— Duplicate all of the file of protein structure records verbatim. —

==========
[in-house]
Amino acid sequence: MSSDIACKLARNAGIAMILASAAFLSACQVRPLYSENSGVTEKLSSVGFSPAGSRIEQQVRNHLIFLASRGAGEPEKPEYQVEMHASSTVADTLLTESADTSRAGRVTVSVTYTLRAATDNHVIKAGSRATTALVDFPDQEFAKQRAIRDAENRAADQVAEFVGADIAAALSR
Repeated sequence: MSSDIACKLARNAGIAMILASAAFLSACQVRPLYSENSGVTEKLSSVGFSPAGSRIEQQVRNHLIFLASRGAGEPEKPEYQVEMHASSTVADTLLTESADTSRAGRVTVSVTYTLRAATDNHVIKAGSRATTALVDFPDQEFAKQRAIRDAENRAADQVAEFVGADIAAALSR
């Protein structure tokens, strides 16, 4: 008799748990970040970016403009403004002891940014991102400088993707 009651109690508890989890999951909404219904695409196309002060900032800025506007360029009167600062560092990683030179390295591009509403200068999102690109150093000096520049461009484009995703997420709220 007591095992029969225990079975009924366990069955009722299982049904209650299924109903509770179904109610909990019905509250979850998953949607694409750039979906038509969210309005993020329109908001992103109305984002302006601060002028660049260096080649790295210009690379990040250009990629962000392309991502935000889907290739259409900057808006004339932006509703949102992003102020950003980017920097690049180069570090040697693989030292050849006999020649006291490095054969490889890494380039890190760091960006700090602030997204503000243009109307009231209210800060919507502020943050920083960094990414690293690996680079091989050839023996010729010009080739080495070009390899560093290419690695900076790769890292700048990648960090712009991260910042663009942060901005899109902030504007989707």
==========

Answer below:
[in-house]
Amino acid sequence: MSSDIACKLARNAGIAMILASAAFLSACQVRPLYSENSGVTEKLSSVGFSPAGSRIEQQVRNHLIFLASRGAGEPEKPEYQVEMHASSTVADTLLTESADTSRAGRVTVSVTYTLRAATDNHVIKAGSRATTALVDFPDQEFAKQRAIRDAENRAADQVAEFVGADIAAALSR
Repeated sequence: MSSDIACKLARNAGIAMILASAAFLSACQVRPLYSENSGVTEKLSSVGFSPAGSRIEQQVRNHLIFLASRGAGEPEKPEYQVEMHASSTVADTLLTESADTSRAGRVTVSVTYTLRAATDNHVIKAGSRATTALVDFPDQEFAKQRAIRDAENRAADQVAEFVGADIAAALSR
């Protein structure tokens, strides 16, 4: 008799748990970040970016403009403004002891940014991102400088993707 009651109690508890989890999951909404219904695409196309002060900032800025506007360029009167600062560092990683030179390295591009509403200068999102690109150093000096520049461009484009995703997420709220 007591095992029969225990079975009924366990069955009722299982049904209650299924109903509770179904109610909990019905509250979850998953949607694409750039979906038509969210309005993020329109908001992103109305984002302006601060002028660049260096080649790295210009690379990040250009990629962000392309991502935000889907290739259409900057808006004339932006509703949102992003102020950003980017920097690049180069570090040697693989030292050849006999020649006291490095054969490889890494380039890190760091960006700090602030997204503000243009109307009231209210800060919507502020943050920083960094990414690293690996680079091989050839023996010729010009080739080495070009390899560093290419690695900076790769890292700048990648960090712009991260910042663009942060901005899109902030504007989707």